author: Jane Doe email: email@example.com -- my_content Multi-line embedded content (e.g. markdown) here ... -- my_content states: active = #fff hover = #b6b6b6 # cities Den Haag: 52.069961, 4.302315 Málaga: 36.721447, -4.421291 서울특별시: 37.566984, 126.977041 # cities expanded < cities Springfield: 38.790312, -77.186418
Eno is a data language for all people, not just developers. Its simple syntax and versatile nature welcomes a wide audience, both in regards to cultural background as well as technical ability. Unlike traditional developer- and machine-centric data languages, its type-agnostic design embraces our human superpower - our effortless understanding of context - and thereby makes it one of the easiest data languages to grasp and author content in.
The first draft for what is now known as Eno was sketched out in early 2018 during R&D on a large publishing project around file-based content. It was designed and developed by Simon Repp, and still is to this day. Many contributions were made by people who have offered their cultural, technical and personal insight, reported bugs and submitted code and corrections and set out to develop their own libraries for Eno - I'd like to hereby express my gratitude to you, thanks for your support!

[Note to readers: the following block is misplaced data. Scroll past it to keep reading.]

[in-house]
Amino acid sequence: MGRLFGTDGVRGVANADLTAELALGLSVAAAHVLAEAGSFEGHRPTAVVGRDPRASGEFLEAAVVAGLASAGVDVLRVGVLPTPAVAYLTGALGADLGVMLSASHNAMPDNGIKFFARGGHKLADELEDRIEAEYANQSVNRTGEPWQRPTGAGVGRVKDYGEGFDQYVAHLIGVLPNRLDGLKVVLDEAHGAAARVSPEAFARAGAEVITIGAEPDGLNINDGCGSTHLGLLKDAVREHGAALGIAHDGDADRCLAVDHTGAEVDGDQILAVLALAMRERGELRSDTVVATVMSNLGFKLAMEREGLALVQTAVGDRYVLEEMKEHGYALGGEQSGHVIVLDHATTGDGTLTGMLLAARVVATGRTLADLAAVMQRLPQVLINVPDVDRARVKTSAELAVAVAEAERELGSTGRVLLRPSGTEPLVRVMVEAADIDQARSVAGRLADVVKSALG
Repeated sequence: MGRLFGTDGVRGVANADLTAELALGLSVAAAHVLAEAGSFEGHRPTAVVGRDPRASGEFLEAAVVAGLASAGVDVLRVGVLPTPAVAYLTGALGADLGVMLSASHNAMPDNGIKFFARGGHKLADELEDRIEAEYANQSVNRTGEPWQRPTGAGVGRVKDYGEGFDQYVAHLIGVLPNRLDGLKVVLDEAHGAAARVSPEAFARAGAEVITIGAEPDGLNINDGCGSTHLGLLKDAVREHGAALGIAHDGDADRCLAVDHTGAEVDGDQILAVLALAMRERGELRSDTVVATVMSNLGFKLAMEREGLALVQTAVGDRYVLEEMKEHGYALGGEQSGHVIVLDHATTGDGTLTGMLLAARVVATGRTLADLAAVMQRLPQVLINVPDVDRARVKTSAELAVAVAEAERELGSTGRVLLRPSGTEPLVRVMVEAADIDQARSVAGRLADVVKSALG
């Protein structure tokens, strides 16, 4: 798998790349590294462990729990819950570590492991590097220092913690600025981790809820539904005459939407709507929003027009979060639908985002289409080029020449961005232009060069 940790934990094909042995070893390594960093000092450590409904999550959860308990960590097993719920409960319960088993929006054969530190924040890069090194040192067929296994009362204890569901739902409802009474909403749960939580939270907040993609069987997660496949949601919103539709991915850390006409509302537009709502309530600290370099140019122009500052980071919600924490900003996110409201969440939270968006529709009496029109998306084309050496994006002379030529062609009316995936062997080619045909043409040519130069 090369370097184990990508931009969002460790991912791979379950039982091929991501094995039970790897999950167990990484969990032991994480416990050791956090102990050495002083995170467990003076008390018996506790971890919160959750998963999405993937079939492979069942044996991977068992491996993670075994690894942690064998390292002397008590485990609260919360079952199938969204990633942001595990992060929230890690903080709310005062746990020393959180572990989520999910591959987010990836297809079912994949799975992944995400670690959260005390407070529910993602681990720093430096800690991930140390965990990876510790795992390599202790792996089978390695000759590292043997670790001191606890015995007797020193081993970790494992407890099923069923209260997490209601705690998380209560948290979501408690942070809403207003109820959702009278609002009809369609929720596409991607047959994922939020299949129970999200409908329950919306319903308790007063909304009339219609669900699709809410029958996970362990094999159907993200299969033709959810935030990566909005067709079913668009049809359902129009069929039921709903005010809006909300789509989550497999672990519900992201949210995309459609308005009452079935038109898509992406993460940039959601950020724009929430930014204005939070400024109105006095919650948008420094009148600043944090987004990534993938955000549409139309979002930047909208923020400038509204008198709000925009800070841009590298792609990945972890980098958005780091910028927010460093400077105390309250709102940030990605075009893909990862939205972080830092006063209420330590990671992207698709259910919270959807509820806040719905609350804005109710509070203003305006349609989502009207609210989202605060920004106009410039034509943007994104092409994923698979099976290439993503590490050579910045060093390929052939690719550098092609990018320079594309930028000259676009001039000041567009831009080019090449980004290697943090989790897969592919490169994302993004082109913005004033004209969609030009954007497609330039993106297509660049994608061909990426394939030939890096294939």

Since mid-2020 a big effort is made to enable usage of Eno with compiled languages (C/C++, Go, Rust, et al). The development of the new C-based reference parser which is the core part of this effort also serves as a vehicle for clearly specifying and thereby resolving the last remaining ambiguities in the specification.
Building on top of the new reference parser, work on a cross-platform parsing code generator is planned for the near-ish future, enabling developers to obtain fully functional data serialization code for multiple languages based on a schema language that is to be defined in the process.
The mid and long term vision is to endeavour for standardization of Eno either through the institutional route or by establishing a de-facto standard through sufficient adoption in a few key projects or products. If you sympathize with this vision, join in to help make it happen!
For the latest developments you can read the blog, to which you can also subscribe via RSS.
For concrete technical issues or questions feel free to open issues in the respective repositories. To get in touch directly, write a mail to firstname.lastname@example.org or reach out through the fediverse at @email@example.com.